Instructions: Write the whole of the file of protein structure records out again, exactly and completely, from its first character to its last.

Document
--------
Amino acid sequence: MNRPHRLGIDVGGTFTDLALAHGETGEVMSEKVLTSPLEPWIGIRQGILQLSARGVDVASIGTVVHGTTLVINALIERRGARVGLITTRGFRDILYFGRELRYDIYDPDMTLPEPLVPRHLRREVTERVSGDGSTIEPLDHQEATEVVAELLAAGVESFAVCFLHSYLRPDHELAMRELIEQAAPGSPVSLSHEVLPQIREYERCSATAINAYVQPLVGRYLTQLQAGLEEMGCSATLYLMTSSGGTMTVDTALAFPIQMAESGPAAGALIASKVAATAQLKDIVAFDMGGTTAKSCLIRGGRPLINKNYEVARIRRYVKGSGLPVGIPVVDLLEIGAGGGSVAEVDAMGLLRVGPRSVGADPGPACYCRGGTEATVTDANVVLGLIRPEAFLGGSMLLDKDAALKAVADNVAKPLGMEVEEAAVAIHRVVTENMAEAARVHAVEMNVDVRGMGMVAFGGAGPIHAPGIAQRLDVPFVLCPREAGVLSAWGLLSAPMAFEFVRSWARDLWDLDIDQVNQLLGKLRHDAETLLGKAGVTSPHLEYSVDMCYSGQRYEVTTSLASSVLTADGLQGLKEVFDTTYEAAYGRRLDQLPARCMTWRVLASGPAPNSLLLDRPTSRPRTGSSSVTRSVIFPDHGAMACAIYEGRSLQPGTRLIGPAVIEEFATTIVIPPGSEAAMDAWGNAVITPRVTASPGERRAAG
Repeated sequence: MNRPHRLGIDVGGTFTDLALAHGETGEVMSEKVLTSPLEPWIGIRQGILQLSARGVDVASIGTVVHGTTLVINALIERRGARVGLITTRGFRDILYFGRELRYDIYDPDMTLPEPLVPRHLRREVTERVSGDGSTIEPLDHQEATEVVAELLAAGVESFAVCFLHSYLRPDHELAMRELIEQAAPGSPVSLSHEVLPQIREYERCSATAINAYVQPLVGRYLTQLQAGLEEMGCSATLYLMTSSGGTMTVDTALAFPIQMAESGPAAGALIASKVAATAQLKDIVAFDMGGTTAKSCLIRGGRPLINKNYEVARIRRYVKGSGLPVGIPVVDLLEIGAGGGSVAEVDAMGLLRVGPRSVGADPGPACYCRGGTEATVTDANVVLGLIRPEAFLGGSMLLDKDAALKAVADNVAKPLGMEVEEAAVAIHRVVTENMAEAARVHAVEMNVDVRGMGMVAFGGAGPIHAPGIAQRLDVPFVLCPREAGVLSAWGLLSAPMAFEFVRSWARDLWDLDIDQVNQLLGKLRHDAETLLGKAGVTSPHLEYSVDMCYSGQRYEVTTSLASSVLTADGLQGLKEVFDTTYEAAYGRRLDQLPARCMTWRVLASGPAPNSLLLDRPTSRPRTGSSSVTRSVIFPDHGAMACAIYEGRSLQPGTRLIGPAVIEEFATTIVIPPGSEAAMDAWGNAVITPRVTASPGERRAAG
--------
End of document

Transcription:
Amino acid sequence: MNRPHRLGIDVGGTFTDLALAHGETGEVMSEKVLTSPLEPWIGIRQGILQLSARGVDVASIGTVVHGTTLVINALIERRGARVGLITTRGFRDILYFGRELRYDIYDPDMTLPEPLVPRHLRREVTERVSGDGSTIEPLDHQEATEVVAELLAAGVESFAVCFLHSYLRPDHELAMRELIEQAAPGSPVSLSHEVLPQIREYERCSATAINAYVQPLVGRYLTQLQAGLEEMGCSATLYLMTSSGGTMTVDTALAFPIQMAESGPAAGALIASKVAATAQLKDIVAFDMGGTTAKSCLIRGGRPLINKNYEVARIRRYVKGSGLPVGIPVVDLLEIGAGGGSVAEVDAMGLLRVGPRSVGADPGPACYCRGGTEATVTDANVVLGLIRPEAFLGGSMLLDKDAALKAVADNVAKPLGMEVEEAAVAIHRVVTENMAEAARVHAVEMNVDVRGMGMVAFGGAGPIHAPGIAQRLDVPFVLCPREAGVLSAWGLLSAPMAFEFVRSWARDLWDLDIDQVNQLLGKLRHDAETLLGKAGVTSPHLEYSVDMCYSGQRYEVTTSLASSVLTADGLQGLKEVFDTTYEAAYGRRLDQLPARCMTWRVLASGPAPNSLLLDRPTSRPRTGSSSVTRSVIFPDHGAMACAIYEGRSLQPGTRLIGPAVIEEFATTIVIPPGSEAAMDAWGNAVITPRVTASPGERRAAG
Repeated sequence: MNRPHRLGIDVGGTFTDLALAHGETGEVMSEKVLTSPLEPWIGIRQGILQLSARGVDVASIGTVVHGTTLVINALIERRGARVGLITTRGFRDILYFGRELRYDIYDPDMTLPEPLVPRHLRREVTERVSGDGSTIEPLDHQEATEVVAELLAAGVESFAVCFLHSYLRPDHELAMRELIEQAAPGSPVSLSHEVLPQIREYERCSATAINAYVQPLVGRYLTQLQAGLEEMGCSATLYLMTSSGGTMTVDTALAFPIQMAESGPAAGALIASKVAATAQLKDIVAFDMGGTTAKSCLIRGGRPLINKNYEVARIRRYVKGSGLPVGIPVVDLLEIGAGGGSVAEVDAMGLLRVGPRSVGADPGPACYCRGGTEATVTDANVVLGLIRPEAFLGGSMLLDKDAALKAVADNVAKPLGMEVEEAAVAIHRVVTENMAEAARVHAVEMNVDVRGMGMVAFGGAGPIHAPGIAQRLDVPFVLCPREAGVLSAWGLLSAPMAFEFVRSWARDLWDLDIDQVNQLLGKLRHDAETLLGKAGVTSPHLEYSVDMCYSGQRYEVTTSLASSVLTADGLQGLKEVFDTTYEAAYGRRLDQLPARCMTWRVLASGPAPNSLLLDRPTSRPRTGSSSVTRSVIFPDHGAMACAIYEGRSLQPGTRLIGPAVIEEFATTIVIPPGSEAAMDAWGNAVITPRVTASPGERRAAG